Thirdly, projects must be steered on the basis of a goal regime, as this gives, among other things, a common understanding of the purpose of the project, the project’s delivery strategy, along with making it possible to place any discissions with the individual project participant.
This means, that everyone can make decisions, as they have a clear picture of whether their decision will lead towards or away from their goals. Lastly, the project manager needs to exhibit farsightedness. They have to be able to look beyond the confines of the project in order to react to changes in the project owner’s environment. Otherwise, the project either ends up with many wishes for amendments or with its deliverables not supporting the project owner’s business.
The organization’s responsibility for effectiveness
Many organizations do not support projects. In their way of organizing and acting, they are built to support the bottom-line.
This has to change, if a streamlining of their project completion and general project organization is to be carried out. In the following we cover project portfolio management, the project office, co-management, the project manager as leader, and benefits realization.
Project portfolio management
One of the most significant ways the organization can contribute to effectiveness, is to ensure that it always completes the right projects.
By ‘right’ we mean the projects which are right for the organization. For this purpose, you can implement project portfolio management (PPL).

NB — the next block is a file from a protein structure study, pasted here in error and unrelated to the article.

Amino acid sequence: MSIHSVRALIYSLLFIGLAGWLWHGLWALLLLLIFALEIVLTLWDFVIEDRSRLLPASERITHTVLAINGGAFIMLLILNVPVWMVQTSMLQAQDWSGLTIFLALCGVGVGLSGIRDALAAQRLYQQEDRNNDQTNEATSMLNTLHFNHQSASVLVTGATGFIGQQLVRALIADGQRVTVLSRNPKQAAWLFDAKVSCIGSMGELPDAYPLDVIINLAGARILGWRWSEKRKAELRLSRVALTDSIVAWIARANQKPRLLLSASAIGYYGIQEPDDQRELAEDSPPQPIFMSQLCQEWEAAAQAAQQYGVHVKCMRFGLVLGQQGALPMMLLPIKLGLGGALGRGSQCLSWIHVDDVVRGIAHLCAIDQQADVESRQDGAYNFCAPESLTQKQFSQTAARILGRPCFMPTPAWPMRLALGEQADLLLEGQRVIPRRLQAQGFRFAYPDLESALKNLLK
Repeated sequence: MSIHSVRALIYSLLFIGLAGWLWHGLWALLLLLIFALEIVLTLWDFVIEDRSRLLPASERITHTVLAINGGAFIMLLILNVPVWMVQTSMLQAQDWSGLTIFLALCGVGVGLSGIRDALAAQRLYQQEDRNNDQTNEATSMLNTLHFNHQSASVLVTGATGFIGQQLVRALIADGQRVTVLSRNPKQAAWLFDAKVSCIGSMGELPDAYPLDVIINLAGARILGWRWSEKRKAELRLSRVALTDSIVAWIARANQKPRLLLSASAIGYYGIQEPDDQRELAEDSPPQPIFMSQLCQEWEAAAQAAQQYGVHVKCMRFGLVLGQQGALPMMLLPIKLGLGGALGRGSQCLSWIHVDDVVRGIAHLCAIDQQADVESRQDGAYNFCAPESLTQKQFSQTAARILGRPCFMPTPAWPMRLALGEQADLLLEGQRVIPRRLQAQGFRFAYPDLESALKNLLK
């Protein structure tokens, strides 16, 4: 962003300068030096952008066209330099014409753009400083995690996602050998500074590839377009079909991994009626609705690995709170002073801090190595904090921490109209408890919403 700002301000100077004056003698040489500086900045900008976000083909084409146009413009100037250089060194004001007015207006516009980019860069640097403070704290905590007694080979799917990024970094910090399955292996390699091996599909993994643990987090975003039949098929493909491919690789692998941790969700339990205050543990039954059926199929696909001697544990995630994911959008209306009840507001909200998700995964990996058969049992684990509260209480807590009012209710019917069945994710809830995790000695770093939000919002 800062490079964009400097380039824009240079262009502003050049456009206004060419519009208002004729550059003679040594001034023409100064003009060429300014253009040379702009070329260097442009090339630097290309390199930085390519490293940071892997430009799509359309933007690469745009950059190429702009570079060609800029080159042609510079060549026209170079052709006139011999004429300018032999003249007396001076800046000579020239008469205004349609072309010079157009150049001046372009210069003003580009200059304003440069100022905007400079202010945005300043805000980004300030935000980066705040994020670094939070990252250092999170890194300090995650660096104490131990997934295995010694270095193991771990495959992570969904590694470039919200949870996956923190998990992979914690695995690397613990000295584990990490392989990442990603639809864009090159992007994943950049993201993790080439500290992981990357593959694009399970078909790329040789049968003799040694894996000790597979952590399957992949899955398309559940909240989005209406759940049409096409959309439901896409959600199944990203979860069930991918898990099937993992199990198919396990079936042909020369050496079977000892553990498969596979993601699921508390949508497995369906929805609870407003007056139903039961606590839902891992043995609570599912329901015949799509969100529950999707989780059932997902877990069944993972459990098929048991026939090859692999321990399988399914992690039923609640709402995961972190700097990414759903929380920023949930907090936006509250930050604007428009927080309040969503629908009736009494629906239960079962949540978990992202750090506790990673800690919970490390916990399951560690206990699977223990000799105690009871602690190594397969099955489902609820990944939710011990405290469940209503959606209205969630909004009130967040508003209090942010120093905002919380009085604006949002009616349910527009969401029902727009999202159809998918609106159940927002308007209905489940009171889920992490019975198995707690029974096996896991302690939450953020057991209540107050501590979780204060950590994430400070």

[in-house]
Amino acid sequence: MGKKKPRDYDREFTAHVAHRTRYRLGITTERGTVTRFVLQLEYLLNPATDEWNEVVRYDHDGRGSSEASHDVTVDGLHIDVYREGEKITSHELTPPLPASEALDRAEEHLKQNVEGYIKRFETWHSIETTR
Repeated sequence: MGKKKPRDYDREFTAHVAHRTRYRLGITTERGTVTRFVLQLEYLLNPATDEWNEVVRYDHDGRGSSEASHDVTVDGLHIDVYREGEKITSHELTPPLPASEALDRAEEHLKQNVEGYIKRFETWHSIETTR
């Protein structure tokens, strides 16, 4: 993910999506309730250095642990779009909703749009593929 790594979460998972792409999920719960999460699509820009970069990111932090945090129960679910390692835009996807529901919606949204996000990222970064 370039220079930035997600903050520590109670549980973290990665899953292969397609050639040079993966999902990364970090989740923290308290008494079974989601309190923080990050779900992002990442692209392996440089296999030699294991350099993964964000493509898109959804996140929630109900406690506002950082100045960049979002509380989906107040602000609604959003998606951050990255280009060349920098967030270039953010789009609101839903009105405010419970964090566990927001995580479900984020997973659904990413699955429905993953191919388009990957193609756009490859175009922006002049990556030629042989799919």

PPL focuses on, whether the individual project is relevant and whether it can continuously meet the standards of the business case. If this is not the case, the project is terminated.
Similarly, PPL seeks to ensure, that only the relevant projects with dependable business cases are initiated.
PPL thereby guarantees the optimal utilization of resources. According to a presentation from the Agency for Public Finance and Management, organizations experience an increased ROI of between 5 to 25% through the implementation of PPL.
The project office supports effective steering
It is poor utilization of the project manager’s time, to make them responsible for all steering- and administration related activities.
As mentioned, they must lead their project and, most importantly, interact with the project’s stakeholders, in order to achieve an effective project completion and goal fulfilment. The steering- and administration-related activities can be left to a project office (PMO), who can simultaneously ensure uniform project management via the chosen standards.